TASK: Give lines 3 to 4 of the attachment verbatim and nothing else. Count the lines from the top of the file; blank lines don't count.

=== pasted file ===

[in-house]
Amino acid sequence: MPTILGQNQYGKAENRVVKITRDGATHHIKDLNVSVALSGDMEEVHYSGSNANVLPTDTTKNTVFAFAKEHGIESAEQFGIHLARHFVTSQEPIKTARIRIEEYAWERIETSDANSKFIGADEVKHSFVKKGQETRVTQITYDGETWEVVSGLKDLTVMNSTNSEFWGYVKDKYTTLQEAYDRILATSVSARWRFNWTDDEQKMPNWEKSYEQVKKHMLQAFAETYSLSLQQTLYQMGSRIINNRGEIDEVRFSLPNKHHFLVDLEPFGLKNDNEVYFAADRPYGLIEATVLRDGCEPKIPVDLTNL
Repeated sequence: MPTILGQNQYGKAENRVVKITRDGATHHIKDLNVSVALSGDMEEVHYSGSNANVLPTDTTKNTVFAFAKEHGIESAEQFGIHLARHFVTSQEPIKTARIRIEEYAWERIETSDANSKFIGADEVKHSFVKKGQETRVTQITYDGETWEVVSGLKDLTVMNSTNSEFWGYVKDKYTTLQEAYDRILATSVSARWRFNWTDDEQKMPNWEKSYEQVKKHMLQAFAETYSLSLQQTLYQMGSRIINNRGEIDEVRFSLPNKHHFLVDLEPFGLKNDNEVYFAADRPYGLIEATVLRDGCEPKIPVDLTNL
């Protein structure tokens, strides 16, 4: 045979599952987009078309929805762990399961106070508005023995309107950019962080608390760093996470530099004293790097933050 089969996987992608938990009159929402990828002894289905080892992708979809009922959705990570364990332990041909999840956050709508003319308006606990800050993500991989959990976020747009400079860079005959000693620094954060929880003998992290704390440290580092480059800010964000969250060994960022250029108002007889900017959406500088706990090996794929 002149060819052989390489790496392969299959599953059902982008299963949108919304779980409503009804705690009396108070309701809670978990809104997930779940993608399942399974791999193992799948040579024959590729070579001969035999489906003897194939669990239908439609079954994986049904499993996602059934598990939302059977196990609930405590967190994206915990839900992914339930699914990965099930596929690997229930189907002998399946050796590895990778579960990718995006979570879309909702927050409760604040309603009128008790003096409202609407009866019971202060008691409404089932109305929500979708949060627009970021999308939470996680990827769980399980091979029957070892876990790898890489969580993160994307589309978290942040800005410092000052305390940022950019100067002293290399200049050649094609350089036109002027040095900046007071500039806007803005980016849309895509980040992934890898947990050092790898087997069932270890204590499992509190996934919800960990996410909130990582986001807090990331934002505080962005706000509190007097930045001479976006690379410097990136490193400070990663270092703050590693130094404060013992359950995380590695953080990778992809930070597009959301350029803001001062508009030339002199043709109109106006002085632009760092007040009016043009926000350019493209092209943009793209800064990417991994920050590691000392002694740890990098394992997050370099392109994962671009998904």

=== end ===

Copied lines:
Repeated sequence: MPTILGQNQYGKAENRVVKITRDGATHHIKDLNVSVALSGDMEEVHYSGSNANVLPTDTTKNTVFAFAKEHGIESAEQFGIHLARHFVTSQEPIKTARIRIEEYAWERIETSDANSKFIGADEVKHSFVKKGQETRVTQITYDGETWEVVSGLKDLTVMNSTNSEFWGYVKDKYTTLQEAYDRILATSVSARWRFNWTDDEQKMPNWEKSYEQVKKHMLQAFAETYSLSLQQTLYQMGSRIINNRGEIDEVRFSLPNKHHFLVDLEPFGLKNDNEVYFAADRPYGLIEATVLRDGCEPKIPVDLTNL
């Protein structure tokens, strides 16, 4: 045979599952987009078309929805762990399961106070508005023995309107950019962080608390760093996470530099004293790097933050 089969996987992608938990009159929402990828002894289905080892992708979809009922959705990570364990332990041909999840956050709508003319308006606990800050993500991989959990976020747009400079860079005959000693620094954060929880003998992290704390440290580092480059800010964000969250060994960022250029108002007889900017959406500088706990090996794929 002149060819052989390489790496392969299959599953059902982008299963949108919304779980409503009804705690009396108070309701809670978990809104997930779940993608399942399974791999193992799948040579024959590729070579001969035999489906003897194939669990239908439609079954994986049904499993996602059934598990939302059977196990609930405590967190994206915990839900992914339930699914990965099930596929690997229930189907002998399946050796590895990778579960990718995006979570879309909702927050409760604040309603009128008790003096409202609407009866019971202060008691409404089932109305929500979708949060627009970021999308939470996680990827769980399980091979029957070892876990790898890489969580993160994307589309978290942040800005410092000052305390940022950019100067002293290399200049050649094609350089036109002027040095900046007071500039806007803005980016849309895509980040992934890898947990050092790898087997069932270890204590499992509190996934919800960990996410909130990582986001807090990331934002505080962005706000509190007097930045001479976006690379410097990136490193400070990663270092703050590693130094404060013992359950995380590695953080990778992809930070597009959301350029803001001062508009030339002199043709109109106006002085632009760092007040009016043009926000350019493209092209943009793209800064990417991994920050590691000392002694740890990098394992997050370099392109994962671009998904």